World Bank to help gauge natural wealth


NAGOYA — The World Bank said Thursday in Nagoya it will begin a project to help developing countries integrate the economic benefits of nature into their state policies in an effort to save millions of people from poverty while making sure their natural assets are used in a sustainable way.

Introducing ecosystem valuation into national accounting systems will help governments make better decisions about the way their nature is managed, World Bank Group President Robert Zoellick said in Nagoya, where he is attending the Convention on Biological Diversity meeting.

“We need to give top decision-makers the tools they need to make the right decisions,” said Zoellick, the first World Bank Group president to attend the biodiversity meetings.

The project will involve various parties, including the developed and developing countries, international organizations and nongovernmental organizations. A 5-year pilot project in India and Columbia will soon start developing ways for countries to quantify the value of their ecosystems and “ecosystem services” into income and asset values.

They will also look for ways to apply such thinking in several countries, the World Bank said.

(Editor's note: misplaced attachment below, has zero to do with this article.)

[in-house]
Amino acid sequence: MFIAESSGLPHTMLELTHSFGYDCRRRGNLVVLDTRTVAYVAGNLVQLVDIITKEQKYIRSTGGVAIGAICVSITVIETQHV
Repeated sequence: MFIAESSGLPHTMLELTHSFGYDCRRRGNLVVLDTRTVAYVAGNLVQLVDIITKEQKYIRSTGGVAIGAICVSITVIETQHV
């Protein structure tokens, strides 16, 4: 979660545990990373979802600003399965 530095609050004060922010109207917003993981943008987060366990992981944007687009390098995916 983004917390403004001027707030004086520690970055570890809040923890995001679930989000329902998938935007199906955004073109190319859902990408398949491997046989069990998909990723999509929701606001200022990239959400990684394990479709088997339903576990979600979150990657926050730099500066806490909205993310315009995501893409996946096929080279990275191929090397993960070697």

The term ecosystem services denotes the benefits imparted by nature that people benefit from, including the provision of food and water, the support of farming through pollination, protecting against natural disasters, and cultural and recreational benefits.

Zoellick gave an example of how a country could change its nature calculations.

“For example, in clearing mangroves for shrimp farming, the calculation will no longer simply be the revenue from profit on shrimp farming minus the farming cost. It would now deduct the loss of coastal protection from cyclones, and the loss of fish and other products provided by the mangroves from its calculations,” he said.

The World Bank’s new project follows the final report of The Economics of Ecosystems and Biodiversity by the United Nations Environment Program released last week, which said biodiversity degradation occurred because the value of nature’s services is invisible and thus natural capital was neglected.

“What is clear is we need to bring about real change in the ways we value natural capital and ecosystem services and integrate them into our decision-making processes,” said Caroline Spelman, secretary of state for the United Kingdom’s department for environment, who joined Zoellick at the press conference.

Spelman also announced that the United Kingdom will provide £5,000 in support for the preparatory phase of the project.

“We take for granted the services that the nature provides are for free,” she said. “It’s estimated that, the work of bees are worth £400 million to the U.K. economy.”